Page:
Executive Producer Martin Scorsese and Director Luc Besson’s new mob comedy The Family is My Cousin Vinnie meets The Departed, two films that perform well on their own but are undrivable when car-compacted together. Obviously intended as a Sicilian version of The Addams Family, the film comes across more like home movies of the Manson Family. It is a nightmare spiral of joyful butchery and cartoonery.
This is both sad and surprising coming from Luc Besson, the acclaimed director of such hits as the cult favorite Léon: The Professional and his box office winner The Fifth Dimension. Both of those works adeptly juggled the delicate blend of violent action and humor without devolving into sadism or the ridiculous. The Family unfortunately sinks to both levels, like Luca Brasi in cement crocs.
The problem once again is trying to appeal to all demographics. Half of the story focuses on the cliché high school experiences of the family’s two teens (a key demographic), while even the most violent scenes shoehorn in bleak attempts at comedy (a key genre). The story at its core is a grim gangster tragedy in the vein of The Departed, so the attempts to make it whimsical and kid-friendly fall as flat as Martin Sheen after a rooftop visit by the Boston mob.
The story is the tale of a Mafia family in the Witness Protection Program transitioning—badly—into new identities in France. Robert DeNiro ably plays the turncoat father, and Michelle Pfeiffer is believable as his stalwart but simple Italian wife. Unfortunately, the entire family manifests the psychotic viciousness of Joe Pesci’s Tommy character from Goodfellas. We are supposed to see ironic humor in their savagery because they look like the sweet-faced family next door, but overkill is overkill even when performed by rosy-cheeked youths.
Irony is the director’s guidepost for this movie. Humor is supposed to be found in the contrast between the coy recollections DeNiro narrates, Goodfellas-style, over graphic montages of torture murders he committed. The attempts fail, however, because the humor is too weak and the images too strong to maintain sympathy for his psychotic character.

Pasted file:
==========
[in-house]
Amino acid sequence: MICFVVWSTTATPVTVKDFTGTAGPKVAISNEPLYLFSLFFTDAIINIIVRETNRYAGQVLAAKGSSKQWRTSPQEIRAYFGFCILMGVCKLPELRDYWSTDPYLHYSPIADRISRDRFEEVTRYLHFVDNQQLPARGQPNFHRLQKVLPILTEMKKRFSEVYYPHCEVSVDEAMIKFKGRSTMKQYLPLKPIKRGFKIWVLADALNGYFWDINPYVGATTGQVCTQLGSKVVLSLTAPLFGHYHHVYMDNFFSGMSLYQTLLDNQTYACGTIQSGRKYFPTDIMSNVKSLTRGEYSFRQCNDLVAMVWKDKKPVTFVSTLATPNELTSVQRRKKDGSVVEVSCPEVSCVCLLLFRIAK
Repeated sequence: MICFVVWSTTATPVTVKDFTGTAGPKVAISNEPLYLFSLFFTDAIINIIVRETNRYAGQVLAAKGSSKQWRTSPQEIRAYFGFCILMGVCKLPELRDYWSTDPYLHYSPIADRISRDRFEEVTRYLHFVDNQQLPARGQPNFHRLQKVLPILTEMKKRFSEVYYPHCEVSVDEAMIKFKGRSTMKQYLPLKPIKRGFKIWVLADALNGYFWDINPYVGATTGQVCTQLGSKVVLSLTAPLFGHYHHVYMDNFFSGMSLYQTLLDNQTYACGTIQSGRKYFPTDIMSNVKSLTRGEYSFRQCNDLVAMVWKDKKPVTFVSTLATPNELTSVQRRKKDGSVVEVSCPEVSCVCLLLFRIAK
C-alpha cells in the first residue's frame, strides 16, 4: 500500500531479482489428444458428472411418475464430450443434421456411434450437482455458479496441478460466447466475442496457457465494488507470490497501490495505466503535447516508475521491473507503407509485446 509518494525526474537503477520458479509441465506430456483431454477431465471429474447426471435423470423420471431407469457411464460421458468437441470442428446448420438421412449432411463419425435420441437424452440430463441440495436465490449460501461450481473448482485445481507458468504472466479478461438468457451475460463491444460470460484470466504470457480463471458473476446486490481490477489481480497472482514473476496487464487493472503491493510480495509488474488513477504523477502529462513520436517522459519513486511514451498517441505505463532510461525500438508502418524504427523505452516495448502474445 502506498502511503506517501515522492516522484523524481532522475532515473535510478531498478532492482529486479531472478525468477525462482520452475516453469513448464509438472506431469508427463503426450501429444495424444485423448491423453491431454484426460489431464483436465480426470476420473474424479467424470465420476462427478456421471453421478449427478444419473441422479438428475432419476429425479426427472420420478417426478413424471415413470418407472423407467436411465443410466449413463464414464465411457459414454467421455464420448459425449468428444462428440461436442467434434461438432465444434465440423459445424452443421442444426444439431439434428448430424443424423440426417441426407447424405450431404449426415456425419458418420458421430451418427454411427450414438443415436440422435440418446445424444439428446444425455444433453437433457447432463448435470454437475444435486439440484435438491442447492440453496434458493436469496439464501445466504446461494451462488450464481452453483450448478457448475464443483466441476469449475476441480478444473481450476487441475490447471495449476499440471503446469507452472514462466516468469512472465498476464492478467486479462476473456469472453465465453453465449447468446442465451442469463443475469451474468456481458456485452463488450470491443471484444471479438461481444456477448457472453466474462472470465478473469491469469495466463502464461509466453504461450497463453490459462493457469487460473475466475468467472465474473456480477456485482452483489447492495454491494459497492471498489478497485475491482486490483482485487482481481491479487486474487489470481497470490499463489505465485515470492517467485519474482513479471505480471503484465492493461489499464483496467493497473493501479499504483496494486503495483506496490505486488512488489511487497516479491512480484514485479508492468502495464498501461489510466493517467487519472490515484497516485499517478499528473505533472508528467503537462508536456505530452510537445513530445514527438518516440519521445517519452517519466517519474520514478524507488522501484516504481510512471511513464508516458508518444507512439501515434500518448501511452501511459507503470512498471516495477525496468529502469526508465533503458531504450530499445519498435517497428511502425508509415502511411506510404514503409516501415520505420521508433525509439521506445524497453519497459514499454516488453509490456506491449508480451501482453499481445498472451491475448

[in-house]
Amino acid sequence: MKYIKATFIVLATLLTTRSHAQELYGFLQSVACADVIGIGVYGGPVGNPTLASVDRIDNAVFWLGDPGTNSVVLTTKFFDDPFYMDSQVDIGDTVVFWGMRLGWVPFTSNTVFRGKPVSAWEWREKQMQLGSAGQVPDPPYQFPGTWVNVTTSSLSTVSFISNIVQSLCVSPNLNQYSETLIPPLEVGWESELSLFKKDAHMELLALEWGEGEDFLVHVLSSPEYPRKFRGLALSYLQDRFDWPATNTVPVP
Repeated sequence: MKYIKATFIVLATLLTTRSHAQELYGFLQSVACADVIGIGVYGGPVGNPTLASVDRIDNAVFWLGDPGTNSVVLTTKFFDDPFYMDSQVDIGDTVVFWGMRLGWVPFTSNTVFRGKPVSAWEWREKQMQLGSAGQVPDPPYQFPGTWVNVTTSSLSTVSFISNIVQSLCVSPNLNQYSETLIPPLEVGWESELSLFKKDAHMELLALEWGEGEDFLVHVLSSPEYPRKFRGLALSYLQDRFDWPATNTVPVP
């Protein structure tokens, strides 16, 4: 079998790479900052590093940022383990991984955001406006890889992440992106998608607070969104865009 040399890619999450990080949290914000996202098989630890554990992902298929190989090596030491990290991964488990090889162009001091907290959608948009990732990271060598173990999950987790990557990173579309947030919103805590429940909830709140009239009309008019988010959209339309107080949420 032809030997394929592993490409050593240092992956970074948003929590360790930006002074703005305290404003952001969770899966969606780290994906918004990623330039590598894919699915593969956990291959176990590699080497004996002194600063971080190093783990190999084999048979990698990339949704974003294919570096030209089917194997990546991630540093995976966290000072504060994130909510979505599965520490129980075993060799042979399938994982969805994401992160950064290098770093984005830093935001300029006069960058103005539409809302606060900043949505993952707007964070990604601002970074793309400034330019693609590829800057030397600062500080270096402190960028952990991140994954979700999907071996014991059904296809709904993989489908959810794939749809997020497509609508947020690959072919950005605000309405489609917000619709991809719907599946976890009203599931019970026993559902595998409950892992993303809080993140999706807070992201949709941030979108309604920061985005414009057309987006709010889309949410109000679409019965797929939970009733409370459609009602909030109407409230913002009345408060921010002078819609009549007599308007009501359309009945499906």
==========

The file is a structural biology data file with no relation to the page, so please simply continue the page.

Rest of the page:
Bizarrely, the many sadistic acts are portrayed with gruesome realism but, as in slapstick comedies, carry no consequences. They usually go unnoticed or unreported and are immediately ignored by the characters and the story, much as in a cartoon where everyone simply frolics on to the next set piece.
This effort to force broad comedy into a Scorsese film is like Casino’s Joe Pesci character trying to force respect into a thug by applying a vise to his head until his eyes pop out. It definitely catches your attention but in the end is a disturbing waste of time.
If the movie were played straight, and if the haunted emotions that are hinted at were more deeply explored, this film coulda been a contender in the movie hall of fame, given the quality of talent associated with it. It could have been the movie one suspects Scorsese intended it to be. Instead, it is an unfunny comedy that squanders the talents of all involved. Fo’geddabowdit.
Check out the trailer for The Family at